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  • Photo: Kevin Dietrich/@usinterior

    This was the year of Instagram. The square-photo app now has more users (300 million) than Twitter, and there’s no sign that its astronomical growth is slowing. Photographers keep pushing the limits, taking innovative shots and building armies of followers in the process.

    We all have our favorite accounts—the ones that always make us double-tap—but the standout account from 2014 is from the U.S. Department of the Interior. With the keys to America’s most beautiful places and eager visitors submitting pictures every day, the DOI account tripled this year, accumulating nearly 400,000 loyal followers. Here are its 20 best shots.

    Photo: A welcoming grizzly bear at Lake Clark National Park, Alaska.
  • Devils Tower National Monument

    America’s first national monument, Devils Tower, is a geologic feature that protrudes from Wyoming’s rolling prairie. David Lane captured an amazing panorama of the formation illuminated by the Milky Way.
  • Grand Teton National Park

    Daniel D’Auria (@drdadbooks) captured this image of a lone bull moose crossing the Snake River at Cattleman’s Bridge just after sunrise.
  • Photo: Darren Barnes/@usinterior

    Grand Canyon National Park

    If you’re looking for one of the best places to sit down and admire the Grand Canyon, Bright Angel Point should top your list.
  • Yosemite National Park

    Yosemite’s Tunnel View, one of the most famous—and most photographed—locations in the country.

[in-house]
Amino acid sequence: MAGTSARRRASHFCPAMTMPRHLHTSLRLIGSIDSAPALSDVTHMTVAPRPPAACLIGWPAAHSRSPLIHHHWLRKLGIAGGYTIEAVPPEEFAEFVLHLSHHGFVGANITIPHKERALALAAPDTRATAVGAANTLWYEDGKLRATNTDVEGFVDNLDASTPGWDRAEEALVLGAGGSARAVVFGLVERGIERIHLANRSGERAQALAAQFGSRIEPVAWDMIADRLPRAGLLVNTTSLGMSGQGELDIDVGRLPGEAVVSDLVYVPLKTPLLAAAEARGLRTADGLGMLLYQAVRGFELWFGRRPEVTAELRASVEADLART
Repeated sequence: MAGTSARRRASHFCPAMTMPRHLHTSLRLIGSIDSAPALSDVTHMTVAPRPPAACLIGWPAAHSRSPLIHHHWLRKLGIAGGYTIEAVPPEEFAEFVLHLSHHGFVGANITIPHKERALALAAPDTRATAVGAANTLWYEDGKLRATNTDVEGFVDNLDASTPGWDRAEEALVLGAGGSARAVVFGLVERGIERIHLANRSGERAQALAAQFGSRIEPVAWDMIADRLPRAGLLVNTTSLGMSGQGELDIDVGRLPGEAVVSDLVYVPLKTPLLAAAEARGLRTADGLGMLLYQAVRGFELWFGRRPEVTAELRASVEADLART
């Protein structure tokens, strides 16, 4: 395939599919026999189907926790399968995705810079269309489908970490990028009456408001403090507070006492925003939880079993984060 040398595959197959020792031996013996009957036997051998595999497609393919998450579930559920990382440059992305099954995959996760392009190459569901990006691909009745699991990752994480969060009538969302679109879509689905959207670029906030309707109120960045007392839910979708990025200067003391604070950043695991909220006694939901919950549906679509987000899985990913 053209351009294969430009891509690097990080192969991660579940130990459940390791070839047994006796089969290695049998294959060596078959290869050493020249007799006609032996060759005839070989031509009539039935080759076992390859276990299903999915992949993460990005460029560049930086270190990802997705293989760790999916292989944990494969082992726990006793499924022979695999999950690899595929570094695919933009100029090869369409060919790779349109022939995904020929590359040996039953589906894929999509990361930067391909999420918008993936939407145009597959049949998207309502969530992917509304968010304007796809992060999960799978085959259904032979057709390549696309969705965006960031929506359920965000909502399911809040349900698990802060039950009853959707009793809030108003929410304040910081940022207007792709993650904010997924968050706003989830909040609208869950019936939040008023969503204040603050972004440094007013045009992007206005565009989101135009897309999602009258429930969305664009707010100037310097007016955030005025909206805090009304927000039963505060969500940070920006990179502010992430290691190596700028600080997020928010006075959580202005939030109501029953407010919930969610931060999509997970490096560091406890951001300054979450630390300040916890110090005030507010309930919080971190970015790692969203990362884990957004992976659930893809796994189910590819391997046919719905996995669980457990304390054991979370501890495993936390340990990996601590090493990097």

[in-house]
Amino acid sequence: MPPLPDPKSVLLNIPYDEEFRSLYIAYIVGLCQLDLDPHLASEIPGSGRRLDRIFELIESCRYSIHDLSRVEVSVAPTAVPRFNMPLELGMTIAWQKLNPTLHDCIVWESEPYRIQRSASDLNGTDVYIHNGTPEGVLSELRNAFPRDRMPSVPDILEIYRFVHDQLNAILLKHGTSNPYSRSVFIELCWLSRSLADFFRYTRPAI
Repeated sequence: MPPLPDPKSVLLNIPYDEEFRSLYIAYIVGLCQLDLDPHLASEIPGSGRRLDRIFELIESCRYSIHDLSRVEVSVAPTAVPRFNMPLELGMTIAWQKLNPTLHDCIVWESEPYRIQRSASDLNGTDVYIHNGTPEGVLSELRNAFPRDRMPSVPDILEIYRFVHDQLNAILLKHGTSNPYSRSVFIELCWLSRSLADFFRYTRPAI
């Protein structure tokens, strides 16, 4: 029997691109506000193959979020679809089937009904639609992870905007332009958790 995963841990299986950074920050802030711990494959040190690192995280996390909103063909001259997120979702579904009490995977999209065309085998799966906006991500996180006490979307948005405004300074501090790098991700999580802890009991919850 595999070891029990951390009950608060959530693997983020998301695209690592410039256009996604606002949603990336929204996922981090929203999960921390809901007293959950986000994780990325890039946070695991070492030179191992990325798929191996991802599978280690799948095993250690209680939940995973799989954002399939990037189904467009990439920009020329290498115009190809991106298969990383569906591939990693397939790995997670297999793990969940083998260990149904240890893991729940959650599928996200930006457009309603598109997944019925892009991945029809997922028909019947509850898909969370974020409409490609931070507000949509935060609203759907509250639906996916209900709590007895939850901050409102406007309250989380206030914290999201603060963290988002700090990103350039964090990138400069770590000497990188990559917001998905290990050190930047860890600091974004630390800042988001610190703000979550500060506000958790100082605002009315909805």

• Photo: Cheryl Hobbs/@usinterior

    Lake Mead National Recreation Area

    In 1964, Lake Mead, a reservoir on the Nevada-Arizona border, became the first national recreation area in the country.
  • Photo: Robert Buman/@usinterior

    Grand Teton National Park

    The Teton Range glows orange and red under a fresh coat of snow. Robert Buman captured this gorgeous photo just before sunrise at Grand Teton National Park, Wyoming.
  • Photo: Cameron Patrick/@usinterior

    Yellowstone National Park

    The morning commute comes to a halt at Yellowstone National Park as a herd of bison crosses the road.
  • Photo: Kim Hang Dessoliers/@usinterior

    Glacier National Park

    Resident mountain goats get the best sunset views in Glacier National Park, Montana.
  • Yosemite National Park

    Joseph Taylor snapped this in Yosemite National Park’s Stoneman Meadow. We can’t imagine a better spot to shoot the stars.
  • Grand Teton National Park

    Fall descends on Grand Teton National Park, Wyoming.
  • Photo: Tyrone Singletary/@usinterior

    Back Bay National Wildlife Refuge

    The Back Bay National Wildlife Refuge, established in 1938, is one of the most critical links in the Atlantic Flyway for migratory birds.
  • Photo: Gary Eslinger/@usinterior

    J. Clark Salyer National Wildlife Refuge

    From prairie and marshes to sandhills and woodlands, the 58,700-acre J. Clark Salyer National Wildlife Refuge supports hundreds of thousands of waterfowl, migratory birds, and other wildlife.
  • Photo: Donald Higgs/@usinterior

    Grand Teton National Park

    The sun sets over Grand Teton National Park and the Snake River.
  • Photo: Tom Koerner USFWS/@usinterior

    Seedskadee National Wildlife Refuge

    A bull moose spotted through the fog near the headquarters of the Seedskadee National Wildlife Refuge in Wyoming.
  • Grand Teton National Park

    Another famous and dramatic view of the Tetons from Mormon Row.
  • Photo: National Park Service/@usinterior

    Yosemite National Park

    Half Dome at Yosemite.
  • Arches National Park

    One of the best nighttime photography destinations in the country, Arches National Park never disappoints.
  • Photo: Kevin Rolad/@usinterior

    Zion National Park

    In the Narrows, gorge walls rise a thousand feet above the canyon floor.
  • Photo: Ryan Engstrom/@usinterior

    Canyonlands National Park

    Ryan Engstrom got up early to catch the sunrise on the Mesa Arch Trail at Canyonlands, Utah.
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